#SB10 is a power grab by judges and law enforcement. Probation and the judiciary get more funding, but pretrial incarceration rates won't go down. Big costs to taxpayers. #STOPSB10 @essie4justice @hrw
@hrw opposes money bail and does not agree with the parasitical bail bond industry. But #SB10 is as bad or worse. #STOPSB10 @CURBprisons
Real bail reform is possible. @LACANetwork, @hrw and our many allies are proposing a model of bail reform that lowers pretrial detention rates, has individualized hearings, addresses real public safety and doesn't use risk assessment tools. na01.safelinks.protection.outlook.com/?url=http%3A%2… #STOPSB10

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More from @JRaphling

28 Sep 20
This is for pre-arraignment release. Sec. 1320.13 allows review, but not for high risk. At arraignment, the risk assessment is a factor for the judge to consider in deciding release or detain (Sec. 1320.15)
Knowing judges, they will not be releasing people with high or even medium risk scores. Where RAs are already being used, judge override the scores in favor of detention.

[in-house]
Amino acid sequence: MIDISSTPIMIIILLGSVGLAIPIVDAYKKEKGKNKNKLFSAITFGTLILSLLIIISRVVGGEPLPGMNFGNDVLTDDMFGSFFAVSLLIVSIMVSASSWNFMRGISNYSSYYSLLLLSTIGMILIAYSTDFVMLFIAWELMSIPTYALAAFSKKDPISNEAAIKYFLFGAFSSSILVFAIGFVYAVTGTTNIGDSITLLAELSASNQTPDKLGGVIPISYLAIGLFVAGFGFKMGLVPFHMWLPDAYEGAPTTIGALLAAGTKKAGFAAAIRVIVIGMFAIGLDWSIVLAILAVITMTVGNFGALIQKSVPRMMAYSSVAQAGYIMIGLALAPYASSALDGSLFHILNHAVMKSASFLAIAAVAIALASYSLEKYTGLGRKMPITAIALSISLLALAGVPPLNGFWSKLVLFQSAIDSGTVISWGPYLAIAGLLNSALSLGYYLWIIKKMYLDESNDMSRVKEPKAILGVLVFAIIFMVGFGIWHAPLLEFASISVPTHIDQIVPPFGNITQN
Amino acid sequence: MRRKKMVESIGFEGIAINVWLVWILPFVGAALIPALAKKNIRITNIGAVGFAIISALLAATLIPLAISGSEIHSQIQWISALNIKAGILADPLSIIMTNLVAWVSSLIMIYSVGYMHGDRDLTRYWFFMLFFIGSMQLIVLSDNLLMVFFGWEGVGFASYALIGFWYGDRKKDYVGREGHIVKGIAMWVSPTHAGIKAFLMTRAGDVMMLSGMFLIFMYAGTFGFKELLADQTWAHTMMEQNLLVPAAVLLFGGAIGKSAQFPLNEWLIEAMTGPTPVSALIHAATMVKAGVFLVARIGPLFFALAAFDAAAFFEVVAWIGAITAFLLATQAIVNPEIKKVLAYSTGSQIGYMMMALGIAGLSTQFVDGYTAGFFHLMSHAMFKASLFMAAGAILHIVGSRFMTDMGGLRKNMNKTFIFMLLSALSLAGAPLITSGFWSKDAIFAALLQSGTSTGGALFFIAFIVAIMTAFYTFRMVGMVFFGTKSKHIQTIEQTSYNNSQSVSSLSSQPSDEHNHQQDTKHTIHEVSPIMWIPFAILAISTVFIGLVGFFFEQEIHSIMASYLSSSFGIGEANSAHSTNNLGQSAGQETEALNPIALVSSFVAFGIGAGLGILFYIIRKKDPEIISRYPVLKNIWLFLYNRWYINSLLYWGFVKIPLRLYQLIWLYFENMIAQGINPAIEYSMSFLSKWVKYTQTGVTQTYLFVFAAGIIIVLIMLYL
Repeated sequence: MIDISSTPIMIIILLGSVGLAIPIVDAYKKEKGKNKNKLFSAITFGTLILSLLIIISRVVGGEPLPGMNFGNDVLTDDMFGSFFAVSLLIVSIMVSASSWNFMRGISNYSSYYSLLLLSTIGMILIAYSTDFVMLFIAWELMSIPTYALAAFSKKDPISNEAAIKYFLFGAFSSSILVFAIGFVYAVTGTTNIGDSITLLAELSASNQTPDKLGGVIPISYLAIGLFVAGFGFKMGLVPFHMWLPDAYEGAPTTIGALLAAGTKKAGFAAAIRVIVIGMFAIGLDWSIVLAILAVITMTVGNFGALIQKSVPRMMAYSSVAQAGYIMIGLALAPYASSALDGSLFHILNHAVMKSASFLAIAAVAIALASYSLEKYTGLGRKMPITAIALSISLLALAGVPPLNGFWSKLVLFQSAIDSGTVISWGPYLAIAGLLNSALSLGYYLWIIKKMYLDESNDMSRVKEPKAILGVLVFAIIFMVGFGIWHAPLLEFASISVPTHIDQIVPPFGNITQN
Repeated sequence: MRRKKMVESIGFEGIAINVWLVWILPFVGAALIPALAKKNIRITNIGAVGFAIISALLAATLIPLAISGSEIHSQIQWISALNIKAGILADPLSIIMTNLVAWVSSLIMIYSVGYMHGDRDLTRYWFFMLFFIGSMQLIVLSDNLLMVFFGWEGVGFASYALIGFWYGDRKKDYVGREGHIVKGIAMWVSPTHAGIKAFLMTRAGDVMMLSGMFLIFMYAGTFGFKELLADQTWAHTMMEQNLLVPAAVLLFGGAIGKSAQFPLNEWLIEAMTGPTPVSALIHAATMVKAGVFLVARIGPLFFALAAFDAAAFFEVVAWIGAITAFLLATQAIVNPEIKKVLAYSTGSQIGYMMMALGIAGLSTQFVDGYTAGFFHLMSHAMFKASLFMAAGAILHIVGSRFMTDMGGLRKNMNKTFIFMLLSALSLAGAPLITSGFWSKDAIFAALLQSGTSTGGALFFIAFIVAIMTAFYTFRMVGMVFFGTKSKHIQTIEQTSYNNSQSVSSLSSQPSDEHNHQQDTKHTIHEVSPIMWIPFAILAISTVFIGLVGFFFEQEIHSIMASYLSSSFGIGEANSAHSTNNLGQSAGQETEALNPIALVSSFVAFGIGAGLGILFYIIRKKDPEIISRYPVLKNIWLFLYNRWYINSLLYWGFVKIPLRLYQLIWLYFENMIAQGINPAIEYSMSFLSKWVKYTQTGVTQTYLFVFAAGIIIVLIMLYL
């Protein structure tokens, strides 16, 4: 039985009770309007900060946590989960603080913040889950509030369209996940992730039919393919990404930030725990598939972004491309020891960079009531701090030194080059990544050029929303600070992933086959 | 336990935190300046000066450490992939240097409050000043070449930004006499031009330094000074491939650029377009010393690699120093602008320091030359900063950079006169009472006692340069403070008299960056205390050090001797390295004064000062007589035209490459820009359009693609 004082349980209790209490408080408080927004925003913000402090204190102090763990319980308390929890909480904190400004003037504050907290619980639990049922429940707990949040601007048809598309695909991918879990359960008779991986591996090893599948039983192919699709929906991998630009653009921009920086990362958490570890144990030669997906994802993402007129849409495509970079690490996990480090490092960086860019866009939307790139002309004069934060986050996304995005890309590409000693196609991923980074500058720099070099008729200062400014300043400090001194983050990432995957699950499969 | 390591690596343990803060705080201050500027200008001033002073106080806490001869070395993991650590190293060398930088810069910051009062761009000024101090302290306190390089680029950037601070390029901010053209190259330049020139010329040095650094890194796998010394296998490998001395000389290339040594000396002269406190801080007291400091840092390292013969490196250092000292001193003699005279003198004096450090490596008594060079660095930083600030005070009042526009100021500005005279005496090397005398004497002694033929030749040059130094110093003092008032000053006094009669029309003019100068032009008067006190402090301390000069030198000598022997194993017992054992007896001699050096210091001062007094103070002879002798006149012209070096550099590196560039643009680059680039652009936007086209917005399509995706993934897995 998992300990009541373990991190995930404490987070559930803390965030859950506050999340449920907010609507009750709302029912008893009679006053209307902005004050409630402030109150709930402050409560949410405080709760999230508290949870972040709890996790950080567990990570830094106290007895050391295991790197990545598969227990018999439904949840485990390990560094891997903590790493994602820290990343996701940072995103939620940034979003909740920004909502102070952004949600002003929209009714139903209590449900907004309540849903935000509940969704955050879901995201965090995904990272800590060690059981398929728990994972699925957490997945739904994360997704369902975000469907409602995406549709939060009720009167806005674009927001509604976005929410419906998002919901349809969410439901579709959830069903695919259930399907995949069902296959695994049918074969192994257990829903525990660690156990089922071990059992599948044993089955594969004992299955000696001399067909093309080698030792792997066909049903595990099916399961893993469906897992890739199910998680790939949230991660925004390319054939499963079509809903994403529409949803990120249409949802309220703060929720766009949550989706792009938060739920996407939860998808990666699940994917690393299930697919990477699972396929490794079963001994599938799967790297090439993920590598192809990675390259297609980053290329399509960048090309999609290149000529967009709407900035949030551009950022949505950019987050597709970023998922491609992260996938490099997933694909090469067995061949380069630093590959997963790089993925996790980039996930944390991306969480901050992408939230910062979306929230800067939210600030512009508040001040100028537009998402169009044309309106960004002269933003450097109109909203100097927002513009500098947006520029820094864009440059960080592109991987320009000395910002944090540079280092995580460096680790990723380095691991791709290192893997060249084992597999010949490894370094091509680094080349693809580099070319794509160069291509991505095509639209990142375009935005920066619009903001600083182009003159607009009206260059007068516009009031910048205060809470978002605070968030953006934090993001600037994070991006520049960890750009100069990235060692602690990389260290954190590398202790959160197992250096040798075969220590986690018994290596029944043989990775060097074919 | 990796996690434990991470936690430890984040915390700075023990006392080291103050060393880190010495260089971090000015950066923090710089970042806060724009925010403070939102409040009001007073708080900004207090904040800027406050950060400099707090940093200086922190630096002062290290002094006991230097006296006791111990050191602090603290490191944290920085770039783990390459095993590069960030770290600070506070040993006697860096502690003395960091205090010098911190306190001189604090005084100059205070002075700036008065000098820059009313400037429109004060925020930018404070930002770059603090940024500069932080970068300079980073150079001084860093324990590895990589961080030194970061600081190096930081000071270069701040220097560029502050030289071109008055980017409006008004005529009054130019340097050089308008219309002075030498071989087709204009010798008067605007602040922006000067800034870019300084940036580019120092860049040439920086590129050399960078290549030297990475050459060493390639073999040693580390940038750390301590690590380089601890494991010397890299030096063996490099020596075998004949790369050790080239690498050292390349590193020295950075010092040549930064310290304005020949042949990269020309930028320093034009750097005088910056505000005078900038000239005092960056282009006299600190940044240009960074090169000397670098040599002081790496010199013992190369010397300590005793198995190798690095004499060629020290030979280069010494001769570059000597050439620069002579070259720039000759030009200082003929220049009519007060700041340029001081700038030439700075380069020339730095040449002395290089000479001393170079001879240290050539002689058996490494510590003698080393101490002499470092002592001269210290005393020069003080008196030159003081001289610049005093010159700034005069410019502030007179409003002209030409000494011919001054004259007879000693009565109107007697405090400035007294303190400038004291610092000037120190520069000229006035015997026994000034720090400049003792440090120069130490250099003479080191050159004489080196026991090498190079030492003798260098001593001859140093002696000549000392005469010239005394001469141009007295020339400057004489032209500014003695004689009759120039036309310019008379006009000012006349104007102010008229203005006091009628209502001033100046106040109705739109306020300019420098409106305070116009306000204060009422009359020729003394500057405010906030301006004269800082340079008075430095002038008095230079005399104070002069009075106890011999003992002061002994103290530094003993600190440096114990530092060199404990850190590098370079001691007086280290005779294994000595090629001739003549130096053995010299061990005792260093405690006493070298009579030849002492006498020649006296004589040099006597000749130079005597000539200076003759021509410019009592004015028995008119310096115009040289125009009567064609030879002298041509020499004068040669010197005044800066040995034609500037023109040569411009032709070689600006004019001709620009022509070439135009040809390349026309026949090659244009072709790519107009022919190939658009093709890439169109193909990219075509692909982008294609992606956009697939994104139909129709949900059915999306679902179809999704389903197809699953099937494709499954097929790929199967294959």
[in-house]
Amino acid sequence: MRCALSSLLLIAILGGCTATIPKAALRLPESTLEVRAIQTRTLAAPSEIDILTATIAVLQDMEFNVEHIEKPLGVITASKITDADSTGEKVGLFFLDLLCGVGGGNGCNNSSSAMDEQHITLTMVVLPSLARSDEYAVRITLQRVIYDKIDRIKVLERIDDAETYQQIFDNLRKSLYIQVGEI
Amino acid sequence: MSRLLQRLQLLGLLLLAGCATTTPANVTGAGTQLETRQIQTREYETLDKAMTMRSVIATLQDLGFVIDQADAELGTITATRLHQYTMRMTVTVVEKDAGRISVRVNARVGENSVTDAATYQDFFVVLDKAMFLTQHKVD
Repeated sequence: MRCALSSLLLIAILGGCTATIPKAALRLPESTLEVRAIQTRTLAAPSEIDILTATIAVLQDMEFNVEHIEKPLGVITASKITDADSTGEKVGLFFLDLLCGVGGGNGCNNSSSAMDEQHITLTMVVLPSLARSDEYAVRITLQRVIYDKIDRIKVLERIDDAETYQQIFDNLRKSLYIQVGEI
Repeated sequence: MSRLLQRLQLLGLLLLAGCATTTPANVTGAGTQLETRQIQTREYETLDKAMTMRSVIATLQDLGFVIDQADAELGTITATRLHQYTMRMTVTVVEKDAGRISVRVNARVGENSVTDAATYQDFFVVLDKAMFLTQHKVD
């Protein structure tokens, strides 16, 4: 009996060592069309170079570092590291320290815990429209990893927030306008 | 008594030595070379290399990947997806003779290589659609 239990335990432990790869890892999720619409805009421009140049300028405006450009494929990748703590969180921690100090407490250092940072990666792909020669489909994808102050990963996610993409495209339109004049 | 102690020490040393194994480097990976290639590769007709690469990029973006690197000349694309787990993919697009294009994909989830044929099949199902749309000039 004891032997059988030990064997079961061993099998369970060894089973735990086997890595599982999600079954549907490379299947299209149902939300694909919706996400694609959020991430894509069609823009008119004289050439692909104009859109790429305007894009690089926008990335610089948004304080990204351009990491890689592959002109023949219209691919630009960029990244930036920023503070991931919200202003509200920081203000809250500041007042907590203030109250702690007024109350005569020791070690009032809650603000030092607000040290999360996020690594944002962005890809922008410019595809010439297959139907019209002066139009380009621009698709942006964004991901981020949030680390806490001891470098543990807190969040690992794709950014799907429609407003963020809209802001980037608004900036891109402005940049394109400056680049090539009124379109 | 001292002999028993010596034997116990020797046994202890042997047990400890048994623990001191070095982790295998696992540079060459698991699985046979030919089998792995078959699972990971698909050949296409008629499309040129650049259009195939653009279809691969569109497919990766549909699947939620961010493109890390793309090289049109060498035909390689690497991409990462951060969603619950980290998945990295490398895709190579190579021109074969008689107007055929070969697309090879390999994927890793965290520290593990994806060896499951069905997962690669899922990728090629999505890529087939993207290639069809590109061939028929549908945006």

And, the scoring system of RA tools are completely arbitrary. Whoever controls the tools (judges) can set them to rate as many people as high risk as they want.
Read 4 tweets
28 Sep 20
Sec. 1320.18 allows a prosecutor to request and a judge to impose "preventive detention" (held in jail pretrial with no way out) if the judge believes no release conditions will assure protection of the public or return to court.
That is a completely subjective standard. The judge just has to say that they don't think release will assure protection or return and they can simply order incarceration. Nothing stops them from doing this. Judges can always find some reason to justify.
In the past, judges have set high bail; now they don't even have to bother with bail. Sec. 1320.19 and 20 describe the hearings. Almost no due process protections. Almost unlimited judge discretion to impose preventive detention.
Read 9 tweets
17 Sep 20
4 yrs ago today Tulsa police officers killed Terence Crutcher, unarmed, not threatening, maybe in need of some help. Image